Envisaging a ‘smoke-free’ world: An exploratory study of Philip Morris International’s strategic positioning in Australia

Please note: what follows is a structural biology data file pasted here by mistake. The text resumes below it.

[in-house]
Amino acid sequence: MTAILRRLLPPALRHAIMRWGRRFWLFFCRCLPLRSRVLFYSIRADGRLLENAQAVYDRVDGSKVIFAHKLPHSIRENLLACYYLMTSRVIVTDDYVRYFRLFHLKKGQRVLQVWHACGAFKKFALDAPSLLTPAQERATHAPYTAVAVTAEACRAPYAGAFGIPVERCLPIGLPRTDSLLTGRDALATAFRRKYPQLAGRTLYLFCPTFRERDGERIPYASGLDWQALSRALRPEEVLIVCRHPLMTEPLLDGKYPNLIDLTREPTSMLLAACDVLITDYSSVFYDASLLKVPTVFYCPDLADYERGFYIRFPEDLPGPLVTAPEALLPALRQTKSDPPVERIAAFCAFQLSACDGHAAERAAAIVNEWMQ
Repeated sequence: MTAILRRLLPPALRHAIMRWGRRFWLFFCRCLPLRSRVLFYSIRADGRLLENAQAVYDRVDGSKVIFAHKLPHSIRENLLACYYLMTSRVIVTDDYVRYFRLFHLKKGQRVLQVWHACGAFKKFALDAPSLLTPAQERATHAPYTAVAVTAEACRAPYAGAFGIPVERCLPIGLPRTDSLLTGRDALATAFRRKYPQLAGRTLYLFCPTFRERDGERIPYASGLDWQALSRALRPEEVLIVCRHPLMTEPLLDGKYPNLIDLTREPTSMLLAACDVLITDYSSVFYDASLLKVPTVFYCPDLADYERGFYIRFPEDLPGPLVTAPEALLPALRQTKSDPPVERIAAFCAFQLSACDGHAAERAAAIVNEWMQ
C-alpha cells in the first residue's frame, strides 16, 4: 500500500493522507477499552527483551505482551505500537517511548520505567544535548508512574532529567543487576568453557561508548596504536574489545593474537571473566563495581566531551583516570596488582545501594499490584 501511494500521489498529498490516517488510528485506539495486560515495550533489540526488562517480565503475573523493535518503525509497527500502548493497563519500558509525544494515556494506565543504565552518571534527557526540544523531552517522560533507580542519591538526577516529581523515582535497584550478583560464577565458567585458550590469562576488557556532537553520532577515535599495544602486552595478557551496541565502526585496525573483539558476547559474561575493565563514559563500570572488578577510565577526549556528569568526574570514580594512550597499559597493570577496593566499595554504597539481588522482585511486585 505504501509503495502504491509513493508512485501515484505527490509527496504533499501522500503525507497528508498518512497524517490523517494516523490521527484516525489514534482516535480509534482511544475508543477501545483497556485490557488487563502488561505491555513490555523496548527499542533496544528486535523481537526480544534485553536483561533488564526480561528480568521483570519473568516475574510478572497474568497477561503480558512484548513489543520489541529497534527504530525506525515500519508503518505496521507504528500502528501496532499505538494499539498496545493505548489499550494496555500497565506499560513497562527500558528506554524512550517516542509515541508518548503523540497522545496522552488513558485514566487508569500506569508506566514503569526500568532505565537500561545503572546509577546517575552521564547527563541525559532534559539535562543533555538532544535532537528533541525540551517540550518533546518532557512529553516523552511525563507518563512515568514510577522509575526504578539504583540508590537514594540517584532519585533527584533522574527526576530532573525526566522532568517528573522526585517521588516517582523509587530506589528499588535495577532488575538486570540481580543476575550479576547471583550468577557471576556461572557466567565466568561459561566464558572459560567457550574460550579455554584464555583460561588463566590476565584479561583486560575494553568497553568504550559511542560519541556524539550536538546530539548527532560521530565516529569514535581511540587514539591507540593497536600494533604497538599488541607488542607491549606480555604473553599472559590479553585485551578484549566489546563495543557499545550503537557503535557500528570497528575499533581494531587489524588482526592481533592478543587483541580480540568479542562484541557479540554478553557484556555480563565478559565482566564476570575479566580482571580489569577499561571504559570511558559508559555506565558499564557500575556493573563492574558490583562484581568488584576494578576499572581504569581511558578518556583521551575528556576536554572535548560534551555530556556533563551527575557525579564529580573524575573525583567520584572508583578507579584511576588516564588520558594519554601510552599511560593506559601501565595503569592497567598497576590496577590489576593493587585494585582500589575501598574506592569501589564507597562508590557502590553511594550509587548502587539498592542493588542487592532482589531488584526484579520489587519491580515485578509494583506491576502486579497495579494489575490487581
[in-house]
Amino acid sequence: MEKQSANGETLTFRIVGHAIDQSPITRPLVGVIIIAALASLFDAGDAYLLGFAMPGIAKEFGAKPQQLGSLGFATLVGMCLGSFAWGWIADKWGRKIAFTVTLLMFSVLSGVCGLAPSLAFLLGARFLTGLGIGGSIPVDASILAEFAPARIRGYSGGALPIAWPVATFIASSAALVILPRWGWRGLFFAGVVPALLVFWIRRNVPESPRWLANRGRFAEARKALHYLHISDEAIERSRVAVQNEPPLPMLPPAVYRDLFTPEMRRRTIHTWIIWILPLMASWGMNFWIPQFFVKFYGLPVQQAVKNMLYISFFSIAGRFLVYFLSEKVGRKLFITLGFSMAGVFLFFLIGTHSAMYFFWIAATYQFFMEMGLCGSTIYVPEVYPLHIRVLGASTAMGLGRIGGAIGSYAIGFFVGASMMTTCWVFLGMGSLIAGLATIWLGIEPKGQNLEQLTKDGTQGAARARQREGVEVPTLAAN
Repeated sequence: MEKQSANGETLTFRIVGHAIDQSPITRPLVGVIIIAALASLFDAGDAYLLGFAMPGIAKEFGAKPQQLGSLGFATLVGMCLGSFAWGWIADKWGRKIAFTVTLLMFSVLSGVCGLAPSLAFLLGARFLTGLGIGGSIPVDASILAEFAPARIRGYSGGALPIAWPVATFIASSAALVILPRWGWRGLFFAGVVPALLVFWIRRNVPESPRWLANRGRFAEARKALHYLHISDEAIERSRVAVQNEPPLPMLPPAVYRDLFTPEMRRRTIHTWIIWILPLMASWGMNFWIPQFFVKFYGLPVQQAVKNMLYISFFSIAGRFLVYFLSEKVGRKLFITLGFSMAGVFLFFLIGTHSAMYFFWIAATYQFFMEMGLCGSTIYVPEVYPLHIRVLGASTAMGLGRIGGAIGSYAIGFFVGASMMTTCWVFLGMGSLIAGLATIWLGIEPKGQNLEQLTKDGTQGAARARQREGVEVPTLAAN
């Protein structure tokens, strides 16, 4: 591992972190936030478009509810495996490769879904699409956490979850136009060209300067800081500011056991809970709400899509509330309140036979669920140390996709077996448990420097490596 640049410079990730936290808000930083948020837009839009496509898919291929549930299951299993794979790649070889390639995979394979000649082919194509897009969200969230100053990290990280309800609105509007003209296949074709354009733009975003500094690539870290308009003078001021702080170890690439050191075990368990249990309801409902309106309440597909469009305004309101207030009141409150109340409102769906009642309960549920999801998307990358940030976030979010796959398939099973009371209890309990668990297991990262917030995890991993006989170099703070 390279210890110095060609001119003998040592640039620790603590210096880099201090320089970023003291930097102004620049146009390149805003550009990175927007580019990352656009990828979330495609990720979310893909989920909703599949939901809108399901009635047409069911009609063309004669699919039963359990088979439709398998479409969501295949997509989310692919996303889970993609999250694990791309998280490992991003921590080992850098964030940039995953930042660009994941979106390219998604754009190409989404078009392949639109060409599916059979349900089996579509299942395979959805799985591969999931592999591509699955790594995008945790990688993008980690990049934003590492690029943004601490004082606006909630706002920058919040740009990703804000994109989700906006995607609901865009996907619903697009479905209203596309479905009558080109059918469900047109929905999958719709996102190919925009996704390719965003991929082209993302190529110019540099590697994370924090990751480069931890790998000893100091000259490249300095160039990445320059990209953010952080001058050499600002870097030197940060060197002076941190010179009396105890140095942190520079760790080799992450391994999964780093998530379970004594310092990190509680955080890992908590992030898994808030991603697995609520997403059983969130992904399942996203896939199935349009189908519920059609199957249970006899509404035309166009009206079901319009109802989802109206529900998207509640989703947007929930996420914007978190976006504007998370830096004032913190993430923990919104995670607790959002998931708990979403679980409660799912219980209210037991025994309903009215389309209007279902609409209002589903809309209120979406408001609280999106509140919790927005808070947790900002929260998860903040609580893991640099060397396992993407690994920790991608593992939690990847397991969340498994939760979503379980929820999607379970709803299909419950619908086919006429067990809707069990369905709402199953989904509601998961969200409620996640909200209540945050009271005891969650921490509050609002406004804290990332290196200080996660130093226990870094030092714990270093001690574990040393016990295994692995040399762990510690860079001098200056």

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The World Health Organization (WHO) has declared tobacco smoking a global health epidemic, citing 8 million deaths and an economic cost of around 1.4 trillion USD per year. Under a UN mandate a global voluntary target was established in 2013 to reduce the prevalence of tobacco use, with varying success rates across the globe to date. While there has been a gradual reduction in combustible cigarette smoking rates across the developed world (Drope et al., 2018), there has been a sharp increase in the popularity and usage of electronic cigarettes (e-cigarettes) since their introduction in 2003 (Drope et al., 2018; McCausland, Maycock, Leaver, & Jancey, 2019). The tobacco and vaping industries claim that e-cigarettes products are less harmful than traditional cigarettes as they are non-combustible, and produce an aerosol with fewer toxic elements like tar and carbon monoxide (Hajek, Etter, Benowitz, Eissenberg, & McRobbie, 2014; Simonavicius, McNeill, Shahab, & Brose, 2018). Indeed, as combustible cigarettes become less socially acceptable and demand decreases, the tobacco industry has increasingly positioned e-cigarettes as part of the solution to reach the WHO’s smoking reduction targets. E-cigarette uptake in Australia remains comparatively low to that in other developed nations (Greenhalgh & Scollo, 2018). This is likely the result of current laws preventing the sale of e-cigarettes containing nicotine in all Australian states and territories due to nicotine’s classification as a schedule 7 ‘dangerous poison’ (Greenhalgh, Grace, & Scollo, 2019). However, given the success of targeted public health policies, such as the Australian Federal laws banning smoking in enclosed places, increased taxing of tobacco products and the introduction of the world’s first plain packaging laws in 2012 (Scollo & Greenhalgh, 2018), the tobacco industry’s lobbying efforts have shifted to establish e-cigarettes as a socially acceptable alternative. Philip Morris International (PMI) controls the main share of the global tobacco market and is the second biggest tobacco company in Australia (Freeman, Winstanley, & Bayly, 2019). This study used framing theory to critically analyse corporate communication materials from PMI to identify the prevailing themes used to challenge Australia’s existing e-cigarette regulations and garner public support for broader access to nicotine containing e-cigarette products. The inclusion criteria for data collection were materials published between January 2018 and July 2019 relating to PMI’s e-cigarettes, heat-not-burn (HNB) products or ‘smokefree’ transformation. 1,534 items were identified for thematic analysis, covering posts across PMI’s social media accounts, media releases, news articles, reports, whitepapers, communication to public health professionals, as well as submissions to two government enquiries. Seven themes and 19 sub-themes emerged from this data. Tobacco Harm Reduction emerged as the dominant theme from the thematic analysis, with references to harm reduction woven through most materials. Other key frames include; PMI as a good corporate citizen, advocating on behalf of smokers, lobbying governments, science and innovation, improved public health outcomes and justifying the presence of nicotine in their Reduced-Risk Products (RRPs). The authors argue that the frame of science and innovation is crucial in understanding how PMI attempts to build trust among consumers; investors and shareholders; lobby government; and divide the public health sector. PMI use extensive research and development expenditure to add credibility to harm reduction claims of their RRPs and to consequently legitimise their claimed position of authority. Indeed, PMI appears to position themselves as the ‘white knight’ of society, campaigning to improve health outcomes, where the public health sector has apparently failed. Given PMI’s status as a leading transnational tobacco corporation, study findings arguably inform the understanding of communication and strategic positioning strategies used by the global tobacco industry and hence may inform future public health campaigns.
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